Breast Cancer is a disease where cells in a persons breast grow out of control. There are a few types of breast cancer with the most common being invasive ductal carcinoma and invasive lobular carcinoma. Depending on the type you are diagnosed with depends on which cells in your breast turn cancerous.
A persons breast is made of three main parts: lobules, ducts, and connective tissue. The glands that produce milk are the lobules, the ducts are tubes that carry milk to the nipple, and the connective tissue surrounds everything and helps hold it together. Most cases of breast cancer develop in the ducts or lobules. When the cancer spreads outside of this area, it is said to have metastasized.
Types of Breast Cancer
As stated previously, the two most common types are invasive ductal carcinoma and invasive lobular carcinoma.
- Invasive Ductal Carcinoma is when the cancer grows outside of the ducts and into other parts of the breast tissue.
- Invasive Lobular Carcinoma is where the cancer spreads from your lobules to the breast tissue close by it.
Each type mentioned above can spread to other areas of the body. Though there are more types of breast cancer such as Paget’s Disease and inflammatory breast cancer, these are less common.
Signs and Symptoms to Look For
While there may not be any signs in the early stages, an abnormality can still be seen on a mammogram. If a tumor is felt, this is usually a sign of a new lump in the breast. However, just because you feel a lump does not mean its cancerous. Because each type of cancer is different, there are a variety of symptoms. While many of these are similar, some are different. Symptoms include:
- Breast Pain
- Red, pitted skin over your breast
- A lump on your breast or thickening of the tissue that feels different from your surrounding tissue and has recently developed
- Swelling in all or part of your breast
- A nipple discharge that is not breast milk
- Bloody discharge from your nipple
- Peeling, scaling, or flaking skin on your nipple/breast
- A sudden, unexplained change in the shape or size of your breast
- Your nipple becomes inverted
- Changes to the appearance of the skin on your breasts
- A lump or swelling under your arm
None of the above symptoms necessarily mean you have breast cancer. However, if you find a lump or something drastically changes, you should see your doctor for further examining and perhaps testing.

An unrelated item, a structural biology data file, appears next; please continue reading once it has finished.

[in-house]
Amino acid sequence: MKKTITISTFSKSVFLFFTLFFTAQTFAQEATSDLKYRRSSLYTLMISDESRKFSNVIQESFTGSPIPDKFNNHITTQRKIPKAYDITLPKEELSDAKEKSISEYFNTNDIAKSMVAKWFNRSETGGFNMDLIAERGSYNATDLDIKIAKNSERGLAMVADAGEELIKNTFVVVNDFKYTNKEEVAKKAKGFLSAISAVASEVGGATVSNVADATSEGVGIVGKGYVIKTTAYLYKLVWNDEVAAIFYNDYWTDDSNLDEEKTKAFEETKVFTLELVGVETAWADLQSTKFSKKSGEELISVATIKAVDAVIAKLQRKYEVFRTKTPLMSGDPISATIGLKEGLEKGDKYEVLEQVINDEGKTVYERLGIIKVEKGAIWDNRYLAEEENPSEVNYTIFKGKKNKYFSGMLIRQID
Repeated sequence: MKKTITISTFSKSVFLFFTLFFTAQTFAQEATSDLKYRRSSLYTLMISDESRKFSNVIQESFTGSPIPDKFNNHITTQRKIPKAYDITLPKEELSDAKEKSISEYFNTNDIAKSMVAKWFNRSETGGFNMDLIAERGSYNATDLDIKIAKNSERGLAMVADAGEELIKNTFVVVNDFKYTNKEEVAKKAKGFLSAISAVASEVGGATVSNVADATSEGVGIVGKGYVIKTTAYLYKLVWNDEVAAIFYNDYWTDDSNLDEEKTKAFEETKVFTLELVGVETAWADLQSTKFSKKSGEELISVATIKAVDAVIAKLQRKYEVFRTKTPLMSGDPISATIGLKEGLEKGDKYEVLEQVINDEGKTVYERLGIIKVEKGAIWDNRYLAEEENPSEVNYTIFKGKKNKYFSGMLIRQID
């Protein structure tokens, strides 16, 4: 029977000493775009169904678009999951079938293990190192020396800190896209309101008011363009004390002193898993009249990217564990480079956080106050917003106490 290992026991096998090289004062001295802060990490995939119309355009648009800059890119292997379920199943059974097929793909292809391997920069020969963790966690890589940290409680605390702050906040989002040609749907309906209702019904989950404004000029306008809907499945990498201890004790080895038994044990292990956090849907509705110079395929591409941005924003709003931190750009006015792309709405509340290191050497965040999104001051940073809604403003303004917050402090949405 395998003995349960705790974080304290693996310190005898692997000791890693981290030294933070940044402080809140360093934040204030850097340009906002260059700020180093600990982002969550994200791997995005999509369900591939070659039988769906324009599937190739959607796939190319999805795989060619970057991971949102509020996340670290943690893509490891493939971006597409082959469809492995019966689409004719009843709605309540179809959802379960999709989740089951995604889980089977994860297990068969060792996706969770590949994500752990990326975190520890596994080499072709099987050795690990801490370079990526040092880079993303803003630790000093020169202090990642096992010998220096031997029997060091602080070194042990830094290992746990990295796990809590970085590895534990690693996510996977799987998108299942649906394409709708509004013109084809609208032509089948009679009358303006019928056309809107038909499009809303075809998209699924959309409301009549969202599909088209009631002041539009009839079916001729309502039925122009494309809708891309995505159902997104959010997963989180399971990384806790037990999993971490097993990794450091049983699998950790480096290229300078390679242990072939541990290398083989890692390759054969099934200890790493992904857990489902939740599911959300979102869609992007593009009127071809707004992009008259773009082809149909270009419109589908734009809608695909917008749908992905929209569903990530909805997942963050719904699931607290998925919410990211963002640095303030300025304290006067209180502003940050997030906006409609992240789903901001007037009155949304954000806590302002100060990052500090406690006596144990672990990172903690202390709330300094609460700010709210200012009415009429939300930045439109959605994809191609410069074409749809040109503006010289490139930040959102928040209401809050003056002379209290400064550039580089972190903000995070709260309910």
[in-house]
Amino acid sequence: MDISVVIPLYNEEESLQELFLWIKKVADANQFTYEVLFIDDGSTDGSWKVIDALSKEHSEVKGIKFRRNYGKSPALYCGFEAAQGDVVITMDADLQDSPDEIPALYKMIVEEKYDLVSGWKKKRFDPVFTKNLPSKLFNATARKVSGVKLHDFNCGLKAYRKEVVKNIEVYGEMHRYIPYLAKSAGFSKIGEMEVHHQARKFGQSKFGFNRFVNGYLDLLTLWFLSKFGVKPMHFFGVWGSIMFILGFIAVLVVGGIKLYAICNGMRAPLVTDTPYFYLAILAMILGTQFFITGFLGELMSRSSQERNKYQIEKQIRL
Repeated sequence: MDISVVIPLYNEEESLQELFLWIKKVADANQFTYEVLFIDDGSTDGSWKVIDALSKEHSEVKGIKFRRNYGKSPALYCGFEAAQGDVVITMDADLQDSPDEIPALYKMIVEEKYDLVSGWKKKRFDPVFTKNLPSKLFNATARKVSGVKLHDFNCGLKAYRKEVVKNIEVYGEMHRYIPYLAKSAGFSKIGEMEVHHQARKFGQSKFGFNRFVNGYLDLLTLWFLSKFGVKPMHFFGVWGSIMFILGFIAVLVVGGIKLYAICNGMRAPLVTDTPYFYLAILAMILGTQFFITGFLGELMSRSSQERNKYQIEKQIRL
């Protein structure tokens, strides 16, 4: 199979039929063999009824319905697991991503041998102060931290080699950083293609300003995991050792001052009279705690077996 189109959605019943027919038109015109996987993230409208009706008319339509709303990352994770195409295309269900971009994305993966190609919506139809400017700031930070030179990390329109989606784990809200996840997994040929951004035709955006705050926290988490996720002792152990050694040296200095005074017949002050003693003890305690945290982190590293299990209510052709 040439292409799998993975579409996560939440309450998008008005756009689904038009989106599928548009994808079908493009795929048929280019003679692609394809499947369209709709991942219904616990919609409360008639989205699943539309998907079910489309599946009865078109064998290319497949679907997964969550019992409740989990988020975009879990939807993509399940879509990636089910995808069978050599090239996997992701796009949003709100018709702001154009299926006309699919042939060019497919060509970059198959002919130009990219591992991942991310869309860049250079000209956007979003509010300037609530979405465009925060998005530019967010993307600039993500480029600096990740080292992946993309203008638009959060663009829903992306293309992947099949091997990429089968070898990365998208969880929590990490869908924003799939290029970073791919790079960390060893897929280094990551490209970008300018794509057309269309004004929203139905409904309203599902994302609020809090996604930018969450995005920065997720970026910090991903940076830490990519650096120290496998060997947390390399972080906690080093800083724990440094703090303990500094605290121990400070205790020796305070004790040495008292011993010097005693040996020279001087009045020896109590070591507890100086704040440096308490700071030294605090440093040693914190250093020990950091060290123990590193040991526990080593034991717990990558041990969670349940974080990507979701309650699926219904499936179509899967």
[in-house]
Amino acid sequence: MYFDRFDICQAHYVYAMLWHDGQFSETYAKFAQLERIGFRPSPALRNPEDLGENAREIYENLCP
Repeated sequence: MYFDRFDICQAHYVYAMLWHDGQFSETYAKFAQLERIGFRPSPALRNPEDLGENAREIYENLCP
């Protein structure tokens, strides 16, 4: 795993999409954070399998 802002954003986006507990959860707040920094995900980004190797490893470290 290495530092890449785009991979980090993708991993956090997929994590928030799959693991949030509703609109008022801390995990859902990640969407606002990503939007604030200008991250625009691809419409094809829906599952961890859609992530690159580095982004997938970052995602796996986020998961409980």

Diagnosing Breast Cancer
When it comes to you and me, we are uniquely different. That’s the same for each cancer case, no two are the same. They’re all uniquely different. To create your case, your doctor is going to order a series of tests to be done on the cancer and surrounding tissue. Some tests may be done after your initial biopsy while others will be done after a lumpectomy or mastectomy. After each test, the results will help build your complete pathology report.
Your pathology report provides information your doctor and you need to help make the best treatment choices. Decisions for this depend on knowing certain characteristics. These include:
- The size and appearance of your cancer
- How quickly it is growing
- Any signs of the cancer spreading to nearby healthy tissues
- Whether your hormones or genetic mutations are factors in the cancers growth and development
Male Breast Cancer
Though men typically have less tissue than women, they do have breast tissue and can get breast cancer too! However, it is much more rare. According to the ACS, breast cancer in white men is 100 times less common than in white women. And in black men it is 70 times less common than in black women.
With that stated, men who are diagnosed with breast cancer have just as serious cases as women with the exact same symptoms.
Though there are several risk factors, having one of the following does not indicate you will develop breast cancer. Some risk factors can’t be avoided (family history) but some can be changed such as smoking. Risk factors include:
- Drinking Alcohol
- Dense Breast Tissue
- Early Menstruation
- Giving Birth at an older age
- Hormone Therapy
- Inherited Risk
- Late Menopause Start
- Never Being Pregnant/ Carrying the full term
- Previous Breast Cancer
Surviving this type of cancer is widely based on a variety of factors. The type of cancer and the stage at the time of diagnosis are the most important two. Others include, age, gender, race. BUT, survival rates are IMPROVING!
According to the ACS, in 1975, a 5-year survival rate in women was 75.2%. Between the years 2008 and 2014, it increased to 90.6%. Five year survival rates for breast cancer differ and depend on the stage of diagnosis, ranging from 99% for localized.
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